### Running the GPU uberjar
$ vh exec run train-gpu-linux --gpu-linux-uberjar=datum://016dff00-2095-4df7-5d9e-02cb7cd009bb [--adhoc]

### Note these datum:// link will vary in your case
### Run `vh exec run train-cpu-linux --help` to get more details on its usage

Note: take a look at the Inputs with Valohai CLI docs to see how to write commands like the above.

We can watch the process if we like but it can be lengthy so we can switch to another task.

The above execution runs finish with saving the model into the ${VH_OUTPUTS} folder to enable it to be archived by Valohai. The model names get suffix to their names, to keep a track of how they were produced.

At any point during our building, training or evaluation steps, we can stop an ongoing execution (queued or running) by just doing this:

$ vh stop 3
(Resolved stop to execution stop.)
⌛ Stopping #3...
=> {"message":"Stop signal sent"}
😁 Success! Done.

Downloading the saved model post successful training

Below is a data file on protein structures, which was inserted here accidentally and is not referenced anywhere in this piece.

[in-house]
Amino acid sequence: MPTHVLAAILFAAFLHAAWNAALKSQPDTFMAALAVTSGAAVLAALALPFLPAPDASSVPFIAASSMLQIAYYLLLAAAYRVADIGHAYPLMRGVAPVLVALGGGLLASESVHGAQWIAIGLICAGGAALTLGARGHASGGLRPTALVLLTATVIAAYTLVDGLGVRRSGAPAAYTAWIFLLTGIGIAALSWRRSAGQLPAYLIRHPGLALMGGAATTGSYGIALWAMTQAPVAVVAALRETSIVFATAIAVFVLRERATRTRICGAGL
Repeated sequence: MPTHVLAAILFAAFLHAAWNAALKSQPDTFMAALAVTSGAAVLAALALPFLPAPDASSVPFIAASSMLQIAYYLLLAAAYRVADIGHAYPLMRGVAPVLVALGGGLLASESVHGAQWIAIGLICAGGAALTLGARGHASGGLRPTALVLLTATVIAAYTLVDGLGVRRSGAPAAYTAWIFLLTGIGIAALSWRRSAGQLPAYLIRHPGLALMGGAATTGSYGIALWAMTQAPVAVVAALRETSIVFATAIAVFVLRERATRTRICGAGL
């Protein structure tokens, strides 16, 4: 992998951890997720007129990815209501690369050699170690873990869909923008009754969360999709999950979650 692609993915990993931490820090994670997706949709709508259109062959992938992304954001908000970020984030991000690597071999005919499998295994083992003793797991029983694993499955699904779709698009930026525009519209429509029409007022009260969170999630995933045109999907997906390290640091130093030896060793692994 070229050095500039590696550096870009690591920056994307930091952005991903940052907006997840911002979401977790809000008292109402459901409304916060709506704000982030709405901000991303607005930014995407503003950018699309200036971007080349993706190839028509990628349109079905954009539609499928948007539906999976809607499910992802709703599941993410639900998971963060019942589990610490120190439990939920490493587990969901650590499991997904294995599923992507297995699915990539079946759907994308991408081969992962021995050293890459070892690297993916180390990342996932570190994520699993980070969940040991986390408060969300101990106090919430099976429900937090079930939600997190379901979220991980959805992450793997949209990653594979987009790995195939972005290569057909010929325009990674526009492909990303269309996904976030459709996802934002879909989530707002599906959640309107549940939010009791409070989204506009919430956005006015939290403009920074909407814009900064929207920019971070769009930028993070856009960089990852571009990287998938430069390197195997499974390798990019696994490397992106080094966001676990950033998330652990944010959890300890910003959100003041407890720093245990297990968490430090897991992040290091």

We can query the outputs of execution by its counter number and download it using:

$ vh outputs 2
$ vh outputs --download . --filter Cnn*.pb 2

See how you can evaluate the downloaded model on your local machine, both the models created by the CPU and GPU based processes (respective uber jars). Just pass in the name of the

downloaded model as a parameter to the runner shell script provided.

Evaluating the saved NLP model from a previous training execution

### Running the CPU uberjar and evaluating the CPU-verion of the model
$ vh exec run evaluate-model-linux --uber-jar=datum://016dff00-43b7-b599-0e85-23a16749146e --model=datum://016dff2a-a0d4-3e63-d8da-6a61a96a7ba6 [--adhoc]

### Running the GPU uberjar and evaluating the GPU-verion of the model
$ vh exec run evaluate-model-linux --uber-jar=datum://016dff00-2095-4df7-5d9e-02cb7cd009bb --model=datum://016dff2a-a0d4-3e63-d8da-6a61a96a7ba6 [--adhoc]

### Note these datum:// link will vary in your case
### Run `vh exec run train-cpu-linux --help` to get more details on its usage

And at the end of the model evaluation we get the below, model evaluation metrics and confusion matrix after running a test set on the model: